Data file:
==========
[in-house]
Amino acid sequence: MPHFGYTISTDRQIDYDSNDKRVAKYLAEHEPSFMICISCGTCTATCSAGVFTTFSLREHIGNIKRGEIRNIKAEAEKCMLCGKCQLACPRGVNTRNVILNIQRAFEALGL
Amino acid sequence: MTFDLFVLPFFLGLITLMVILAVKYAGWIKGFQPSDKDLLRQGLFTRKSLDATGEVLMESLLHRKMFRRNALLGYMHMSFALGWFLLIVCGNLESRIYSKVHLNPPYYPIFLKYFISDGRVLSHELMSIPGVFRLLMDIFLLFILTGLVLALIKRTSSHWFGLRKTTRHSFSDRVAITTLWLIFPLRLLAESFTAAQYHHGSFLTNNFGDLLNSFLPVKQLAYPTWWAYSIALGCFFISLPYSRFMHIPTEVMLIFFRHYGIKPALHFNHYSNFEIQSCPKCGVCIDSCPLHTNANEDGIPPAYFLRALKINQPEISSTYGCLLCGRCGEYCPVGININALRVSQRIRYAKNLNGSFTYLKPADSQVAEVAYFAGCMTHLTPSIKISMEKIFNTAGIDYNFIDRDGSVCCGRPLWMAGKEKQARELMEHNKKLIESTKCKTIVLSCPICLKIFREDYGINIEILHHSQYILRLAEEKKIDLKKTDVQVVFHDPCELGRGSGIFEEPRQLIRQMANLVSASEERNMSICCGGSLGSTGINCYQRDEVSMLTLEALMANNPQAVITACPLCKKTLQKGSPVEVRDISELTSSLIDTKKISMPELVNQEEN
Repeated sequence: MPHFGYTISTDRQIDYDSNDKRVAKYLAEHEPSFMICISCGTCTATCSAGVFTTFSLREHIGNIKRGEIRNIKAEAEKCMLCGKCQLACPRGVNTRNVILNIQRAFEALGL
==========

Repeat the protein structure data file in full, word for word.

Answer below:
[in-house]
Amino acid sequence: MPHFGYTISTDRQIDYDSNDKRVAKYLAEHEPSFMICISCGTCTATCSAGVFTTFSLREHIGNIKRGEIRNIKAEAEKCMLCGKCQLACPRGVNTRNVILNIQRAFEALGL
Amino acid sequence: MTFDLFVLPFFLGLITLMVILAVKYAGWIKGFQPSDKDLLRQGLFTRKSLDATGEVLMESLLHRKMFRRNALLGYMHMSFALGWFLLIVCGNLESRIYSKVHLNPPYYPIFLKYFISDGRVLSHELMSIPGVFRLLMDIFLLFILTGLVLALIKRTSSHWFGLRKTTRHSFSDRVAITTLWLIFPLRLLAESFTAAQYHHGSFLTNNFGDLLNSFLPVKQLAYPTWWAYSIALGCFFISLPYSRFMHIPTEVMLIFFRHYGIKPALHFNHYSNFEIQSCPKCGVCIDSCPLHTNANEDGIPPAYFLRALKINQPEISSTYGCLLCGRCGEYCPVGININALRVSQRIRYAKNLNGSFTYLKPADSQVAEVAYFAGCMTHLTPSIKISMEKIFNTAGIDYNFIDRDGSVCCGRPLWMAGKEKQARELMEHNKKLIESTKCKTIVLSCPICLKIFREDYGINIEILHHSQYILRLAEEKKIDLKKTDVQVVFHDPCELGRGSGIFEEPRQLIRQMANLVSASEERNMSICCGGSLGSTGINCYQRDEVSMLTLEALMANNPQAVITACPLCKKTLQKGSPVEVRDISELTSSLIDTKKISMPELVNQEEN
Repeated sequence: MPHFGYTISTDRQIDYDSNDKRVAKYLAEHEPSFMICISCGTCTATCSAGVFTTFSLREHIGNIKRGEIRNIKAEAEKCMLCGKCQLACPRGVNTRNVILNIQRAFEALGL